see answers to this question.
Is a capacitor really necessary? And wouldn't it make measurements frequency-dependent?
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A series capacitor acts as an high-pass filter, also known as AC-coupling capacitor. The reason is that for DC current, a capacitor is like an open circuit, whereas for higher frequencies (depending on C and the other resistances) it becomes more like a short circuit, if it's big enough.
The measurements will be indeed frequency dependent, but if the frequency is high enough the signal will fall in the right part of the curve, which is approximately flat.
So it's an useful tool, but to be used carefully. The same happens with scopes, where leaving the AC coupling on when measuring signals will distort them, like this square wave:
A series capacitor is not necessary to measure AC.
A capacitor to ground may be used to filter the derived DC.
Some meters do not utilise series capacitors.
The meter in the previous question MAY use a capacitor somewhere in the circuit but it is at least partially DC coupled as it reads 2VAC for every 1VDC when DC is applied. I have seen this behaviour frequently in the past with analog meters. The meter in the previous question may be an analog meter.
Use of a series capacitor allows DC components to be easily eliminated. This may or may not be desirable depending on the circuit used.
A series capacitor will cause some low frequency roll off but as the circuit can easily be very high impedance overall a modest value of capacitance will allow almost 'flat'measurement at mains frequencies. "AC" is usuallty 50 or 60 Hz in the large majority of cases.
If one will allow of the use of the dread Gargoyle in an answer then this link will be most informative regarding typical practice
Below is the circuit of an entry level "yellow' multimeter as found in zillions all over. Circuit diagram quality is only about 0.27 Olins but sufficeth for this task. It appears to use a simple half wave rectifier with no series capacitor. C_unreadable at left centre to the right od D_unreadable aoppears to be smoothing of sorts. [Far better circuit both in circuitry and in Olins is here and many more via gargoyle image link above.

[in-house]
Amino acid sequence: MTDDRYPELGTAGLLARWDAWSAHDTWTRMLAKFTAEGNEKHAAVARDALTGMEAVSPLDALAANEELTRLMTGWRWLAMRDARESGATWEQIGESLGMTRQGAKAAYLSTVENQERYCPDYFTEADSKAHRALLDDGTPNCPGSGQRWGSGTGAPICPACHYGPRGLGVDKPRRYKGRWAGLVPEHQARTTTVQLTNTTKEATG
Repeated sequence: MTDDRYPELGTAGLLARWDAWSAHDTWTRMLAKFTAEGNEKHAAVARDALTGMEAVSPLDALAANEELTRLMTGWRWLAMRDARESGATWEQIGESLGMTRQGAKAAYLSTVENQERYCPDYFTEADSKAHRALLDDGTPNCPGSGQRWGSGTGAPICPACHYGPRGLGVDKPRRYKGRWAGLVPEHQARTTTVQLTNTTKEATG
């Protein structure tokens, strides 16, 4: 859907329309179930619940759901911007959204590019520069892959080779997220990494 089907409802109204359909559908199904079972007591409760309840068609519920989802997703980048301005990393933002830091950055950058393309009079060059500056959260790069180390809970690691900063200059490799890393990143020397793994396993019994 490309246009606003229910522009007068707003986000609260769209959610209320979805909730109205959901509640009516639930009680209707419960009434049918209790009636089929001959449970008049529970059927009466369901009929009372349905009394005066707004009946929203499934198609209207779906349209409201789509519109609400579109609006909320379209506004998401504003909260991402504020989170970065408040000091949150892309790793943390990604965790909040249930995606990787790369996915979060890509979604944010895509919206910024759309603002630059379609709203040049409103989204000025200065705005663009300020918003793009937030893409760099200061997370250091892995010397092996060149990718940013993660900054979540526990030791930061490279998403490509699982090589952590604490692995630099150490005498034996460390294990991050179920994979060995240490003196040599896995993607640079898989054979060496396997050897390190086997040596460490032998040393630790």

Note: Use of Gargoyle image link here seems a very very good and appropriate use of the facility in an answer. If any disagree please advise and my second will call. [ :-) ].
If the AC signals you want to measure are pure AC, without DC component, it would be better not to have the series capacitor. You would only get a wrong reading when measuring DC.
If your AC signal is superposed to DC the capacitor will block the latter and only let the AC pass. The circuit which converts the AC to it's average will give a wrong reading if there's a DC component present.
And yes, the result is frequency dependent. A DMM will be tuned to measuring mains frequencies, i.e. 50Hz or 60Hz.
In fact, and now that you ask, a "true-RMS" volt/ampmeter should not have a capacitor in series, because the true RMS of a DC input is that DC value itself, and a series capacitor would just make that reading impossible.
Anyway, to answer your question, yes, a capacitor makes the measurement frequency dependent.
DC can't cross the capacitor - only the AC components of a signal can. If you want to measure only AC then some method to block the DC component of a signal is necessary.
It will cause some frequency dependence, but the manufacturer can match the capacitor size to the internal resistance of the measurement device and choose the frequency response of the circuit to accommodate most signals.